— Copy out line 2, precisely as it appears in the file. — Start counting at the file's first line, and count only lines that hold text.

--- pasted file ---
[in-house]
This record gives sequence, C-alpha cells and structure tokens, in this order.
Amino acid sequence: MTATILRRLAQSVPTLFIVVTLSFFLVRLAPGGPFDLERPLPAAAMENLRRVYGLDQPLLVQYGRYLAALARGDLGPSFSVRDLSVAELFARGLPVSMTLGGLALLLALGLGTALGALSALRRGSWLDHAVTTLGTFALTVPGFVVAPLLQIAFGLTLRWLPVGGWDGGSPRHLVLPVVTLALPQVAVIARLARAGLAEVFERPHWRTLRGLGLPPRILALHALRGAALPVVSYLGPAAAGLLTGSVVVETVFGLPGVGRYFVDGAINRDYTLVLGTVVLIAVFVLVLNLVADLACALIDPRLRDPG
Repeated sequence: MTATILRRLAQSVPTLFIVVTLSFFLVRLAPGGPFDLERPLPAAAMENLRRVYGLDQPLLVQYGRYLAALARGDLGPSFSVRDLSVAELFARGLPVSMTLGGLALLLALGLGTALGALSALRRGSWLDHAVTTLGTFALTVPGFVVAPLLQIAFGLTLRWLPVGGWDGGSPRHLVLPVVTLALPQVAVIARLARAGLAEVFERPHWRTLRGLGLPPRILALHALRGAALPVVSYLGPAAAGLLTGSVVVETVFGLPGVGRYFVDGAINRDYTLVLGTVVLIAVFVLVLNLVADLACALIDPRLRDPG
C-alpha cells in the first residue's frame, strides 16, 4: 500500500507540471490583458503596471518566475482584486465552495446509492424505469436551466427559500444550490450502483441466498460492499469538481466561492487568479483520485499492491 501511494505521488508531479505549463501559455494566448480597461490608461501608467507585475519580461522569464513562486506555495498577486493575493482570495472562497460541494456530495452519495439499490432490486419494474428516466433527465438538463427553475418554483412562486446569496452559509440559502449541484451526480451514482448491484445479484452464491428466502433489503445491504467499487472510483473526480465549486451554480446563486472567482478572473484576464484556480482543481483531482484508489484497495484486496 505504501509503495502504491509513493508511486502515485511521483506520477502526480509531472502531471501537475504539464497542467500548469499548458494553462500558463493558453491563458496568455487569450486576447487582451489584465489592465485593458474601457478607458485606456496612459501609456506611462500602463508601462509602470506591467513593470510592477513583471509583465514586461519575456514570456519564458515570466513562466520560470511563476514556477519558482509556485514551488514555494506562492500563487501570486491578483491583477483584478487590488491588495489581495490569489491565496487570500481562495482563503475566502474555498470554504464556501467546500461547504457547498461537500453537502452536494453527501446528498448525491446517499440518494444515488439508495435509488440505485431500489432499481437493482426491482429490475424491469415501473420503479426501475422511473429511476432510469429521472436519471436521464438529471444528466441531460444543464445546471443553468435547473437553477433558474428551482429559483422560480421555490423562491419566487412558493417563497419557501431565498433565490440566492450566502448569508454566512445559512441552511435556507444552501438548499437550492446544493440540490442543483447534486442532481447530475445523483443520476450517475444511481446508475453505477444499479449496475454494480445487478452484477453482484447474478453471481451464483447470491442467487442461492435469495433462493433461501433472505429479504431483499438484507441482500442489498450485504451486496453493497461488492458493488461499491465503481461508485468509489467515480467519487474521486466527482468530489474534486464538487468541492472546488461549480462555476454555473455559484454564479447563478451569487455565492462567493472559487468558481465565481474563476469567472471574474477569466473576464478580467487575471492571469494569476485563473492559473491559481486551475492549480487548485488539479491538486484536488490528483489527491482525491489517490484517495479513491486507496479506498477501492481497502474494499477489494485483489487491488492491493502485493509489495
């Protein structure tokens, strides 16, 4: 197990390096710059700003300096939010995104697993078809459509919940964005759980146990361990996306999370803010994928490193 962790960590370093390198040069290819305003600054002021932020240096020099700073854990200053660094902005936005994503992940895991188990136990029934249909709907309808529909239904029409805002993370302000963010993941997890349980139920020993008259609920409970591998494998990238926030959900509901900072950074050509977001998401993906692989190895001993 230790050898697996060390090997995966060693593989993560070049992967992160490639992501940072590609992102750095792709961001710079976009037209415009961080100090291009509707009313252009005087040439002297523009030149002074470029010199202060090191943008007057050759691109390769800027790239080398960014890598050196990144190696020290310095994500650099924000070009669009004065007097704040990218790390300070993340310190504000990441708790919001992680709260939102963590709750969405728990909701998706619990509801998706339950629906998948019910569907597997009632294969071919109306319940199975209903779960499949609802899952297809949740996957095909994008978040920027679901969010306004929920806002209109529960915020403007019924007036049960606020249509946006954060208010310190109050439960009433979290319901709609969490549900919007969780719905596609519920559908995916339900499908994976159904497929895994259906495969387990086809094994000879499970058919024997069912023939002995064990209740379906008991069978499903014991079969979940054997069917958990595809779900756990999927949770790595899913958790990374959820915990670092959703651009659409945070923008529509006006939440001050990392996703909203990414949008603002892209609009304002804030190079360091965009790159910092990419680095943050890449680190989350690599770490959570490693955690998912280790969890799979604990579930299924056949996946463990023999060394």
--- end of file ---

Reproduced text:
This record gives sequence, C-alpha cells and structure tokens, in this order.